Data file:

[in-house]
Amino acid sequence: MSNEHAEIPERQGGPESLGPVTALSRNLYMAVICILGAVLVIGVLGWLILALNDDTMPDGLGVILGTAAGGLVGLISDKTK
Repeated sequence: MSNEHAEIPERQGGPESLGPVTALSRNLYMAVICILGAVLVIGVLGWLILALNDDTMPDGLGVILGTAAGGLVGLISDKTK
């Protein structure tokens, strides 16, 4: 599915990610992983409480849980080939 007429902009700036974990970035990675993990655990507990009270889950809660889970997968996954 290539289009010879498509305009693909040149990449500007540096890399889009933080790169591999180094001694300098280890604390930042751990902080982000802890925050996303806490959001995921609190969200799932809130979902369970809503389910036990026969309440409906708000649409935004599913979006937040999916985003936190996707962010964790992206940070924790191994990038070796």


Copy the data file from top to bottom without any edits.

[in-house]
Amino acid sequence: MSNEHAEIPERQGGPESLGPVTALSRNLYMAVICILGAVLVIGVLGWLILALNDDTMPDGLGVILGTAAGGLVGLISDKTK
Repeated sequence: MSNEHAEIPERQGGPESLGPVTALSRNLYMAVICILGAVLVIGVLGWLILALNDDTMPDGLGVILGTAAGGLVGLISDKTK
């Protein structure tokens, strides 16, 4: 599915990610992983409480849980080939 007429902009700036974990970035990675993990655990507990009270889950809660889970997968996954 290539289009010879498509305009693909040149990449500007540096890399889009933080790169591999180094001694300098280890604390930042751990902080982000802890925050996303806490959001995921609190969200799932809130979902369970809503389910036990026969309440409906708000649409935004599913979006937040999916985003936190996707962010964790992206940070924790191994990038070796």